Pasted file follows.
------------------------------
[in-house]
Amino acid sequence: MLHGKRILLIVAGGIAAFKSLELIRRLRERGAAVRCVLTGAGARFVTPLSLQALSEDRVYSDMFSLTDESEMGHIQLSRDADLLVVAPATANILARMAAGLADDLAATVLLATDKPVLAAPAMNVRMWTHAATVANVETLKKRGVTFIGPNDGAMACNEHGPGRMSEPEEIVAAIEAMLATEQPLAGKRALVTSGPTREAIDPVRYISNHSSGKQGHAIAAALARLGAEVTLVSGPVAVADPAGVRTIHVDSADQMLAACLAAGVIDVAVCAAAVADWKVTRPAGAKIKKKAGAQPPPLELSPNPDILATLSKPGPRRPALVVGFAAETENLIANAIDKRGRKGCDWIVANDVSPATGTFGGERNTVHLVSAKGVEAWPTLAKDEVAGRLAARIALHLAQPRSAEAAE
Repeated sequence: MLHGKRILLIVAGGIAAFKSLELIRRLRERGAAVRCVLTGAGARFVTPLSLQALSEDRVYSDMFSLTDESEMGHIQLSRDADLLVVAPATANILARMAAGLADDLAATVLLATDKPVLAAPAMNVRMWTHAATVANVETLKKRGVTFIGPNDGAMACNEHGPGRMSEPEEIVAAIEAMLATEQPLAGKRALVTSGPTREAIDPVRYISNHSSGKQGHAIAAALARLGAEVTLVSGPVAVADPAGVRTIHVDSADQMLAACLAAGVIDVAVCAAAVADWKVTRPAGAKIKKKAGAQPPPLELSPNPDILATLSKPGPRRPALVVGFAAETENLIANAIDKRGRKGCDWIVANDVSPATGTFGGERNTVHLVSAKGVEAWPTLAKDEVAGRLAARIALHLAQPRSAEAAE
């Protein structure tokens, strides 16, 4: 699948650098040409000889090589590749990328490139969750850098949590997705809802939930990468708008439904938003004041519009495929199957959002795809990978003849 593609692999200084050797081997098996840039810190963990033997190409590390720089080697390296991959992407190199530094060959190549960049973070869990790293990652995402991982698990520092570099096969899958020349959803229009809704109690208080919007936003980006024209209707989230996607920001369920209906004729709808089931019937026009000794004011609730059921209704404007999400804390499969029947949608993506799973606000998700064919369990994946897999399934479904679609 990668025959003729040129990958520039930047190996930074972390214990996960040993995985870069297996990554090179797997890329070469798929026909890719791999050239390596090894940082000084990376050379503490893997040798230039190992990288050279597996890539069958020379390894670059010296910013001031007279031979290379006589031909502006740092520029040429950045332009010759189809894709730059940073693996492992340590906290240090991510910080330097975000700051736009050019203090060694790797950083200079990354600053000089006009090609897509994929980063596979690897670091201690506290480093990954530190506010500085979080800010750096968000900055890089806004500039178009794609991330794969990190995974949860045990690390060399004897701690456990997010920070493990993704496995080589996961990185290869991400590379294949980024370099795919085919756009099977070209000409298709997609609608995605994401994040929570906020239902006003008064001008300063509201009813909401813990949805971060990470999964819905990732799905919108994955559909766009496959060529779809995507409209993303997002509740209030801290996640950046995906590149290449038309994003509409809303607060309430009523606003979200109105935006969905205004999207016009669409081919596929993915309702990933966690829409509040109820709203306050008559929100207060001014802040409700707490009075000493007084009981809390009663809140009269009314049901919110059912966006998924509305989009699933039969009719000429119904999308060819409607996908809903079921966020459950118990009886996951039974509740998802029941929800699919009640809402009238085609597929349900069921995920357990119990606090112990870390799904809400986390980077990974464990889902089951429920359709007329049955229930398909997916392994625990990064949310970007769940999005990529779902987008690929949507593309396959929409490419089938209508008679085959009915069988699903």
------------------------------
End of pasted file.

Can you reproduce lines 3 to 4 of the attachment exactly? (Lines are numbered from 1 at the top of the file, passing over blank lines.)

Repeated sequence: MLHGKRILLIVAGGIAAFKSLELIRRLRERGAAVRCVLTGAGARFVTPLSLQALSEDRVYSDMFSLTDESEMGHIQLSRDADLLVVAPATANILARMAAGLADDLAATVLLATDKPVLAAPAMNVRMWTHAATVANVETLKKRGVTFIGPNDGAMACNEHGPGRMSEPEEIVAAIEAMLATEQPLAGKRALVTSGPTREAIDPVRYISNHSSGKQGHAIAAALARLGAEVTLVSGPVAVADPAGVRTIHVDSADQMLAACLAAGVIDVAVCAAAVADWKVTRPAGAKIKKKAGAQPPPLELSPNPDILATLSKPGPRRPALVVGFAAETENLIANAIDKRGRKGCDWIVANDVSPATGTFGGERNTVHLVSAKGVEAWPTLAKDEVAGRLAARIALHLAQPRSAEAAE
């Protein structure tokens, strides 16, 4: 699948650098040409000889090589590749990328490139969750850098949590997705809802939930990468708008439904938003004041519009495929199957959002795809990978003849 593609692999200084050797081997098996840039810190963990033997190409590390720089080697390296991959992407190199530094060959190549960049973070869990790293990652995402991982698990520092570099096969899958020349959803229009809704109690208080919007936003980006024209209707989230996607920001369920209906004729709808089931019937026009000794004011609730059921209704404007999400804390499969029947949608993506799973606000998700064919369990994946897999399934479904679609 990668025959003729040129990958520039930047190996930074972390214990996960040993995985870069297996990554090179797997890329070469798929026909890719791999050239390596090894940082000084990376050379503490893997040798230039190992990288050279597996890539069958020379390894670059010296910013001031007279031979290379006589031909502006740092520029040429950045332009010759189809894709730059940073693996492992340590906290240090991510910080330097975000700051736009050019203090060694790797950083200079990354600053000089006009090609897509994929980063596979690897670091201690506290480093990954530190506010500085979080800010750096968000900055890089806004500039178009794609991330794969990190995974949860045990690390060399004897701690456990997010920070493990993704496995080589996961990185290869991400590379294949980024370099795919085919756009099977070209000409298709997609609608995605994401994040929570906020239902006003008064001008300063509201009813909401813990949805971060990470999964819905990732799905919108994955559909766009496959060529779809995507409209993303997002509740209030801290996640950046995906590149290449038309994003509409809303607060309430009523606003979200109105935006969905205004999207016009669409081919596929993915309702990933966690829409509040109820709203306050008559929100207060001014802040409700707490009075000493007084009981809390009663809140009269009314049901919110059912966006998924509305989009699933039969009719000429119904999308060819409607996908809903079921966020459950118990009886996951039974509740998802029941929800699919009640809402009238085609597929349900069921995920357990119990606090112990870390799904809400986390980077990974464990889902089951429920359709007329049955229930398909997916392994625990990064949310970007769940999005990529779902987008690929949507593309396959929409490419089938209508008679085959009915069988699903």